The City of the Future is already here. You can detect its features, raising your eyes towards the 16 white floors of the Galeazzi Hospital, or the 37 meters of wood and steel of the Tree of Life, official legacy passed on from Expo 2015. You can touch the walls of the first labs at the Human Technopole, the cobweb structure made of biodynamic concrete of the Italian Pavilion or the modules at its basis, waiting for the new buildings. You can even have a stroll inside it and pace it from end to end: the kilometer and a half of the Decuman, the boulevard crossing it horizontally, which will become more similar to a park (“Italy’s longest linear park”), the 325 meters of the Cardo, the other boulevard crossing it, which was recently named after Nobel prize winner Rita Levi Montalcini; the bridge connecting this area to the subway and the city… Most of all, you can already imagine what's to become of this place when there won’t be any more cranes and trucks, and the swarm of workers will leave room for 70,000 new people coming here to experiment with new ways of working, researching, studying, and being together, inhabit and move. New ways of living.
Milan Innovation District, someone calls it “Milan of Tomorrow”, references the fil rouge connecting this area to the Italian capital of Made in Italy. The Duomo Cathedral is just 12 kilometers from this, and when everything will be completed, Mind will be a fully-fledged district of the city. However, for Arexpo, the institution behind its idea, plan and growth, Mind is more than this. It’s a City of the Future, “technologically aware, inclusive, sustainable, attractive, dynamic, productive, alive and digital”. And this city of the future is, in fact, already here.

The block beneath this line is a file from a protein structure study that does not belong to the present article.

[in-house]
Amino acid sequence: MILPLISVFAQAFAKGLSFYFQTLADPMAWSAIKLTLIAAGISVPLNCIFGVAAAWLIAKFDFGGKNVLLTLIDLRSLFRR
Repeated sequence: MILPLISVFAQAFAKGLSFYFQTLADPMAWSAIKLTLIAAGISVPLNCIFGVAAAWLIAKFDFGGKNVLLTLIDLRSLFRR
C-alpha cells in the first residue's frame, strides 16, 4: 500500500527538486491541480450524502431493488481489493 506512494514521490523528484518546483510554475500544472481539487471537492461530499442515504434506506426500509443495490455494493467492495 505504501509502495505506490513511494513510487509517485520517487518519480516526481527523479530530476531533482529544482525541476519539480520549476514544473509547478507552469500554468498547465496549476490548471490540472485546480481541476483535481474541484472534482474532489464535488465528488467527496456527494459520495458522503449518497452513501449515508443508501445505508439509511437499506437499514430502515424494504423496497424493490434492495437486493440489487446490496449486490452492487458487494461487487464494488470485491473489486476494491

The schedule agreed upon in 2016, when the project was approved, has been followed with perfect timing, despite Covid. Both timing and standards have been respected: By 2021 the plan called for a new hospital, and there it is, visible even from the near Tangenziale bypass. The same goes for the excavations, constructions, foundations, and for the dismantlement of the last Expo pavilions. This area of over a million square meters, which hosted the global exposition just 6 years ago, is now seeing the birth of “a consistent project, capable of combining all dimensions of social life, capable of growing through innovation and sustainability, and expressing its identity”, as it is defined as in Arexpo's offices.